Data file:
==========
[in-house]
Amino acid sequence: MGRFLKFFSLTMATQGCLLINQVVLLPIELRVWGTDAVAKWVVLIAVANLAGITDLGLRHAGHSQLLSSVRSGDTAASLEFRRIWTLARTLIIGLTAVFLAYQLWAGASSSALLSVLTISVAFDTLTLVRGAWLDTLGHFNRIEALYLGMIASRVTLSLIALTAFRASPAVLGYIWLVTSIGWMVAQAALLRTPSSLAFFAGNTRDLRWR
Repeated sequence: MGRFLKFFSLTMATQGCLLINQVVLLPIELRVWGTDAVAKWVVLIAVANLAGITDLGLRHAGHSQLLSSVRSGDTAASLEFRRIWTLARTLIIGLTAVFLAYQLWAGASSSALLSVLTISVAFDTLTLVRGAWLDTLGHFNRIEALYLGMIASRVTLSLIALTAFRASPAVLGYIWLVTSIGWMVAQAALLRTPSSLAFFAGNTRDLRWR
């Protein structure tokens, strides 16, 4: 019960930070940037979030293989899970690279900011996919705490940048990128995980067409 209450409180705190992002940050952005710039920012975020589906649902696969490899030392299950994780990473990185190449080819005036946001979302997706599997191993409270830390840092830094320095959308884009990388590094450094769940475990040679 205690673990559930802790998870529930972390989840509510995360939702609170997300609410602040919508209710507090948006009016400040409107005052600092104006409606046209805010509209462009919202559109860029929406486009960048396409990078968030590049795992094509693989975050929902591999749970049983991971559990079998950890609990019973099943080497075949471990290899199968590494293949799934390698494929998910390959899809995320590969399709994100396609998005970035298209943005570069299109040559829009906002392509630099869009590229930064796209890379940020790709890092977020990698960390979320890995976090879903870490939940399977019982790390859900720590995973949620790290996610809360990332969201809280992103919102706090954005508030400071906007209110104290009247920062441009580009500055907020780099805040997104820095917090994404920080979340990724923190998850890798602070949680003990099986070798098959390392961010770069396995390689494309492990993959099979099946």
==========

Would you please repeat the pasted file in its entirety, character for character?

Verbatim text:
[in-house]
Amino acid sequence: MGRFLKFFSLTMATQGCLLINQVVLLPIELRVWGTDAVAKWVVLIAVANLAGITDLGLRHAGHSQLLSSVRSGDTAASLEFRRIWTLARTLIIGLTAVFLAYQLWAGASSSALLSVLTISVAFDTLTLVRGAWLDTLGHFNRIEALYLGMIASRVTLSLIALTAFRASPAVLGYIWLVTSIGWMVAQAALLRTPSSLAFFAGNTRDLRWR
Repeated sequence: MGRFLKFFSLTMATQGCLLINQVVLLPIELRVWGTDAVAKWVVLIAVANLAGITDLGLRHAGHSQLLSSVRSGDTAASLEFRRIWTLARTLIIGLTAVFLAYQLWAGASSSALLSVLTISVAFDTLTLVRGAWLDTLGHFNRIEALYLGMIASRVTLSLIALTAFRASPAVLGYIWLVTSIGWMVAQAALLRTPSSLAFFAGNTRDLRWR
């Protein structure tokens, strides 16, 4: 019960930070940037979030293989899970690279900011996919705490940048990128995980067409 209450409180705190992002940050952005710039920012975020589906649902696969490899030392299950994780990473990185190449080819005036946001979302997706599997191993409270830390840092830094320095959308884009990388590094450094769940475990040679 205690673990559930802790998870529930972390989840509510995360939702609170997300609410602040919508209710507090948006009016400040409107005052600092104006409606046209805010509209462009919202559109860029929406486009960048396409990078968030590049795992094509693989975050929902591999749970049983991971559990079998950890609990019973099943080497075949471990290899199968590494293949799934390698494929998910390959899809995320590969399709994100396609998005970035298209943005570069299109040559829009906002392509630099869009590229930064796209890379940020790709890092977020990698960390979320890995976090879903870490939940399977019982790390859900720590995973949620790290996610809360990332969201809280992103919102706090954005508030400071906007209110104290009247920062441009580009500055907020780099805040997104820095917090994404920080979340990724923190998850890798602070949680003990099986070798098959390392961010770069396995390689494309492990993959099979099946």